Nikon 24-85mm/f3.5-4.5 AF-S VR Lens Review

Back in 2002, Nikon introduced their first 24-85mm/f3.5-4.5 zoom lens with AF-S, i.e. an AF motor built into the lens, which used to be a symbol for those exotic super telephoto lenses. That 24-85 was among the first consumer-grade lenses with a built-in AF motor, which is now available on practically all new Nikon AF lenses from the low end to the high end. At around $300, that previous version of 24-85 AF-S was an instant hit among consumer film SRL users although it was in production for about only four years as Nikon discontinued it in 2006.

Nikon FX-Format Mid-Range Zooms


Today, Nikon’s high-end mid-range zoom is the 24-70mm/f2.8 AF-S that was introduced with the D3 in 2007. As a relatively fast f2.8 for a zoom, that lens is now the standard tool for professional photographers who need low-light performance such as at weddings, parties, news conferences …. However, it is fairly big and heavy, using 77mm filters, and at almost $1900, it is not exactly affordable. Interestingly, neither Canon nor Nikon offers image stabilization on their 24-70mm/f2.8, but third-party options such as Tamron do.

As an alternative, Nikon also introduced a constant f4 24-120mm/f4 AF-S VR in 2010. With a 5x zoom range, that lens has more distortion but sharpness is still very good. The extended range on the long end is definitely a plus, and the addition of VR to some degree makes up for the slower f4 maximum aperture. However, the 24-120mm/f4 is still quite big, as it also uses 77mm filters, and too is over $1000.


The Affordable Option: 24-85mm with AF-S and VR

The new 24-85mm/f3.5-4.5 AF-S VR is essentially the re-introduction of the earlier 24-85 AF-S now with the addition of vibration reduction (VR). It is Nikon’s third mid-range zoom that covers the entire FX sensor in the last five years. The long-end of the zoom range is between the other two options’ and the maximum aperture is now variable. As a result, this third option is smaller, using 72mm filters and is priced just below $600. The new lens can cover the full 35mm-film frame (FX) and, of course, also DX (APS-C).

Lens Construction


This lens has a plastic barrel with good construction, not all that different from other consumer-grade Nikkor lenses. The lens barrel extends in two sections when you zoom from 24mm to 85mm and is sturdy enough with little wobbling. I think its construction is adequate, similar to all modern Nikon consumer-grade AF-S lenses that are on the small side. On the rear end, there is a rubber gasket around the mount to seal out moisture; that is also now a standard feature on AF-S G (no aperture ring) lenses. Both the zoom and focus rings rotate smoothly.

The new 24-85 AF-S VR comes with an HB-63 petal type lens hood. That hood extends very far on two sides. Therefore, if you mount it in reverse in the “storage” position, the hood will cover up the zoom ring to a large degree.


Optical Performance


The good news is that sharpness from this lens is excellent throughout its zoom range. I tested it on the latest and most demanding 36MP Nikon D800 and D800E bodies. Even on the extreme wide end at 24mm, wide open at f3.5, it is very sharp in the center and quite good into the corners; stopping down to f5.6 further improves corner sharpness. I have made some side-by-side comparison against the 24-70mm/f2.8 on the 36MP D800, and there is not much difference at equivalent apertures and focal lengths. Obviously the 24-85 AF-S VR does not open to f2.8 as its more-expensive sibling does.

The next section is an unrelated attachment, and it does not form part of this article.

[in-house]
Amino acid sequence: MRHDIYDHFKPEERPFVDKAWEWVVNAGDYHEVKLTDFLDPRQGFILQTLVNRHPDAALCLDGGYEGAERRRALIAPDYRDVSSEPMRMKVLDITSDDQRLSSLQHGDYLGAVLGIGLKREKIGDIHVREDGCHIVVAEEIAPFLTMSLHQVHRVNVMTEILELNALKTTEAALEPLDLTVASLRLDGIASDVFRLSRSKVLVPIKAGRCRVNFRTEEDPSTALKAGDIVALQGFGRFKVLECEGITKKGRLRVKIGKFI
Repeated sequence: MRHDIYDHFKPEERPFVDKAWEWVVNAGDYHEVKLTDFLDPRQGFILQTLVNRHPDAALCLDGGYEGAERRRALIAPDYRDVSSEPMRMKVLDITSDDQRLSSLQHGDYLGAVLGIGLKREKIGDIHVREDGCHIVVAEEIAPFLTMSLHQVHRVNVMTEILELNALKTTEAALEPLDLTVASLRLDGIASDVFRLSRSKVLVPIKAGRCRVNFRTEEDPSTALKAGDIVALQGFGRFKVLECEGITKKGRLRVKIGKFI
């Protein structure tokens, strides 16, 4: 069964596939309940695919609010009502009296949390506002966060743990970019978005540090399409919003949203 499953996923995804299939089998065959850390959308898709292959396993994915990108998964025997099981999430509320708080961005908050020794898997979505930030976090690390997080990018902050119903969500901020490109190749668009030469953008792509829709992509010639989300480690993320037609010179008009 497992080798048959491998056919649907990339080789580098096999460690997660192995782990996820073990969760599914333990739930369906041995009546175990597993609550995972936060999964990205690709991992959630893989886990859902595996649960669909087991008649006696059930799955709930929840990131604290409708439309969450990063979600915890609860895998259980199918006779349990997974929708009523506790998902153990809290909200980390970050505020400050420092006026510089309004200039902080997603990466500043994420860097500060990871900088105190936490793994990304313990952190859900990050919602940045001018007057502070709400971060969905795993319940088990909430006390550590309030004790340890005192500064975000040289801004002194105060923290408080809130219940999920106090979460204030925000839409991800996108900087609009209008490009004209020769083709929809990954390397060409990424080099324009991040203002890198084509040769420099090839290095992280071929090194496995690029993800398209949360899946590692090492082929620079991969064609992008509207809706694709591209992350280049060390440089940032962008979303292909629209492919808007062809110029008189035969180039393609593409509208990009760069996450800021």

If there is one weakness in this new 24-85’s optical performance, it is distortion, which is quite serious and is present throughout its zoom range. As expected, barrel distortion is very noticeable at 24mm, but it quickly transitions to pincushion distortion by 35mm and remains all the way to 85mm. While I would consider the amount of barrel distortion quite serious at 24mm, I tested the 24-70mm/f2.8 AF-S under the same conditions and its barrel distortion is almost as serious. Fortunately, in this digital era, this type of distortion is not difficult to reduce in post processing.


Chromatic Aberration

I would classify the amount of chromatic aberration from this new 24-85 to be very mild. I have tested this lens on a 36MP D800 capturing a wall that faces the late afternoon sun. You can see a bit of color fringing in the areas with a drastic dark-to-bright transition, but even under the magnification of 36MP, it is minor.


Similar to other Nikon zoom lenses, vignetting is quite serious wide open in the entire zoom range. It improves quite a bit after stopping down by one stop, but vignetting is still observable. After stopping down by two steps, all vignetting essentially disappears.

Variable Aperture

This new 24-85mm zoom is maximum f3.5 on the wide end (24mm) and f4.5 on the long end (85mm). By 50mm, it is down to f4.2. Therefore, it is below f4 in most of its zoom range.


Auto Focus

When used outdoors, auto focus speed is reasonably fast on this lens and it is accurate when tested on the Nikon D800 and D700. However, since it is a f3.5 to 4.5, under dim light or low-contrast situations, AF on this new lens is noticeably slower than on the 24-70mm/f2.8 and tends to hunt a little more. Therefore, while this lens is great for outdoors with sufficient light, for indoor, dim light situations, regardless of whether you actually photograph at f2.8 or not, the faster 24-70mm/f2.8 lens has its advantages. For more casual photography, this new 24-85mm VR is fine, but for professional wedding and social event photographers, the 24-70mm/f2.8 AF-S should remain the preferred lens.

Vibration Reduction

As usual, vibration reduction can provide 3 to 4 stops of shutter speed gain. For a mid-range zoom, that means you can hand hold this lens at 85mm at around 1/20 sec or so. Slower than that, subject motion becomes a concern.